The challenge by Comic Book Historians group moderator Jim Thompson: Pick a subject and find a different artist every day for that subject.
I chose “coffee” for my subject. From the work of how many different artists can I find examples of people drinking coffee? I guess we will just have to see. I posted these daily on Facebook, and now I’m collecting them together here. (Please click on the “coffee” tag to read the previous parts of the series.)
21) John Buscema & John Romita
The art team of penciler John Buscema and inker John Romita join with scripter Stan Lee to tug on those heartstrings in “I Love Him – But He’s Hers!” This tale of torrid passions appeared in Our Love Story #2, published by Marvel Comics with a December 1969 cover date.
With her father having died unexpectedly and her brother serving in Vietnam, young Anne must work as a waitress to pay for college. Anne’s difficult circumstances are constantly rubbed in her face by her rich snob doom roommate Cynthia. Soon cruel Cynthia ups her taunts by showing off her handsome boyfriend at every opportunity. “This is Art Nelson, little woman – and he’s all mine! So you may look — but don’t touch!” Anne is, of course, instantly attracted to Art, but she dares not make a move, fearful of Cynthia’s temper. Cynthia’s taunts eventually back fire on her as Art, realizing what a horrid person she actually is, dumps her for the sweet, down-to-Earth Anne.
John Buscema has been referred to as “the Michelangelo of comics.” He was incredibly talented, one of the top artists at Marvel Comics for three decades, from the late 1960s to the late 1990s. Buscema was, however, not actually fond of drawing super-heroes, something he admitted to on several occasions throughout the years. He much preferred drawing Conan the Barbarian to any of Marvel’s spandex-clad crimefighters.
Given his dislike for super-heroes, perhaps he saw romance stories as a refreshing change of pace. It definitely drew on one of Buscema’s strengths, namely his ability to render beautiful women. He certainly does a damn fine job on this splash page, drawing Anne waitressing in a coffeehouse populated by a colorful crowd of hip java-drinkers.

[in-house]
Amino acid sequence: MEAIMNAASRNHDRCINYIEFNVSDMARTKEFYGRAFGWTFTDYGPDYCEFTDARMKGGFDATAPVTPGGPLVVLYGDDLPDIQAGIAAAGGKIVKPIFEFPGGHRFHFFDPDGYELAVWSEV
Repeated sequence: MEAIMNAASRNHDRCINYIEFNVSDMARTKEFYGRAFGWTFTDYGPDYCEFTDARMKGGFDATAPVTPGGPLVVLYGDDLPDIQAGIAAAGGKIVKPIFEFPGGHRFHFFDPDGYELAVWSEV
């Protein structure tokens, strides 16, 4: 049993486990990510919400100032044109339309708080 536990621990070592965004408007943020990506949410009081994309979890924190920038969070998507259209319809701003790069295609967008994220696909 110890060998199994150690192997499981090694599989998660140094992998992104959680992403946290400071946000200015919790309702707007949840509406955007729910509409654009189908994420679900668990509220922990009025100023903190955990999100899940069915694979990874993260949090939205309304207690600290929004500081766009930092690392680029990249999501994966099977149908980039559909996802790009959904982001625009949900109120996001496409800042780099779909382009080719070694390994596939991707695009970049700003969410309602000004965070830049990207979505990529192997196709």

Of course, Buscema was also vocal about his dislike for most of the inkers / finishers he was paired with, as he felt most of them overwhelmed his work with their own styles. So we can only guess how he felt about being inked by John Romita on Marvel’s romance stories, especially as the later’s style is very much in evidence.
Having acknowledged all that, from my perspective as a reader, this really looks stunning. I feel the combination of the two Johns results in a deft, effective blending of their signature styles.
A big “thank you” to colorist supreme José Villarrubia, who spotlighted this page on his FB feed.
22) Ron Frenz & Sal Buscema
Amazing Spider-Girl #15, penciled by Ron Frenz, inked by Sal Buscema, written by Tom DeFalco & Ron Frenz, lettered by Dave Sharpe, and colored by Bruno Hang, published by Marvel Comics, cover-dated February 2008.
Her name is May “Mayday” Parker, and she is the daughter of Spider-Man.
Yes, it’s a “Mayday” post, which would have been absolutely perfect for May 1st. Instead I posted this on FB on May 2nd. Oops. As the man used to say, “Missed it by THAT much!”
AHEM! Spider-Girl is the daughter of Peter Parker and Mary Jane Watson, from a reality where their newborn baby was rescued from the clutches of the diabolical Norman Osborn. Now a teenager, Mayday has inherited both her father’s powers and sense of responsibility. Assuming the identity of Spider-Girl, Mayday attempts to fight crime and save innocent lives while juggling high school classes, an active social life, and a pair of parents who are understandably very concerned that their daughter is following in her father’s web-swinging footsteps.